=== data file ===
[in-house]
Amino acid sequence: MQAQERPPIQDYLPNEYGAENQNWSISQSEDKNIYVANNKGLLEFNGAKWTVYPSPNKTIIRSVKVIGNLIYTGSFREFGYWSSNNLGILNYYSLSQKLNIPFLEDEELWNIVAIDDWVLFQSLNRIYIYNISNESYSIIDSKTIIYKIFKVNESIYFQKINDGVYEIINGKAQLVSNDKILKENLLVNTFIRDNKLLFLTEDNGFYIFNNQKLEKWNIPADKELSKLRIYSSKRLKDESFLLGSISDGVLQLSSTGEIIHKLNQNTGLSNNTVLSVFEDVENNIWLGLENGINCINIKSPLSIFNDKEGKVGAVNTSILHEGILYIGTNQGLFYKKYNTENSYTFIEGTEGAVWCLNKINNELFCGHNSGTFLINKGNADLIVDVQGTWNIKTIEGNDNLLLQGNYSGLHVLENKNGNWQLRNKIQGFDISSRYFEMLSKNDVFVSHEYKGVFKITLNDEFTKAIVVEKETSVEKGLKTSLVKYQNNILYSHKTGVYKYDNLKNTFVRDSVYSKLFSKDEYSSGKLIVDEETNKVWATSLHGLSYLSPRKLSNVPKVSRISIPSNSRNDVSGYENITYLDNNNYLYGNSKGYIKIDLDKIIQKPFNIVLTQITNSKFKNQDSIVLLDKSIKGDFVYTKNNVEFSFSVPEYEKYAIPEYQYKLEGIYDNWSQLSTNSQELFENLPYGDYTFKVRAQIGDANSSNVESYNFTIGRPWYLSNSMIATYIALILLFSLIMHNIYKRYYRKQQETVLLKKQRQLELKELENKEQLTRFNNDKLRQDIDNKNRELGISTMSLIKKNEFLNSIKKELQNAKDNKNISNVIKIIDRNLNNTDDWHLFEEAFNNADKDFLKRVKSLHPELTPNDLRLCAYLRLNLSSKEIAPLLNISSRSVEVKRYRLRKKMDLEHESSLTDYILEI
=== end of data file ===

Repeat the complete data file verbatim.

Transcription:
[in-house]
Amino acid sequence: MQAQERPPIQDYLPNEYGAENQNWSISQSEDKNIYVANNKGLLEFNGAKWTVYPSPNKTIIRSVKVIGNLIYTGSFREFGYWSSNNLGILNYYSLSQKLNIPFLEDEELWNIVAIDDWVLFQSLNRIYIYNISNESYSIIDSKTIIYKIFKVNESIYFQKINDGVYEIINGKAQLVSNDKILKENLLVNTFIRDNKLLFLTEDNGFYIFNNQKLEKWNIPADKELSKLRIYSSKRLKDESFLLGSISDGVLQLSSTGEIIHKLNQNTGLSNNTVLSVFEDVENNIWLGLENGINCINIKSPLSIFNDKEGKVGAVNTSILHEGILYIGTNQGLFYKKYNTENSYTFIEGTEGAVWCLNKINNELFCGHNSGTFLINKGNADLIVDVQGTWNIKTIEGNDNLLLQGNYSGLHVLENKNGNWQLRNKIQGFDISSRYFEMLSKNDVFVSHEYKGVFKITLNDEFTKAIVVEKETSVEKGLKTSLVKYQNNILYSHKTGVYKYDNLKNTFVRDSVYSKLFSKDEYSSGKLIVDEETNKVWATSLHGLSYLSPRKLSNVPKVSRISIPSNSRNDVSGYENITYLDNNNYLYGNSKGYIKIDLDKIIQKPFNIVLTQITNSKFKNQDSIVLLDKSIKGDFVYTKNNVEFSFSVPEYEKYAIPEYQYKLEGIYDNWSQLSTNSQELFENLPYGDYTFKVRAQIGDANSSNVESYNFTIGRPWYLSNSMIATYIALILLFSLIMHNIYKRYYRKQQETVLLKKQRQLELKELENKEQLTRFNNDKLRQDIDNKNRELGISTMSLIKKNEFLNSIKKELQNAKDNKNISNVIKIIDRNLNNTDDWHLFEEAFNNADKDFLKRVKSLHPELTPNDLRLCAYLRLNLSSKEIAPLLNISSRSVEVKRYRLRKKMDLEHESSLTDYILEI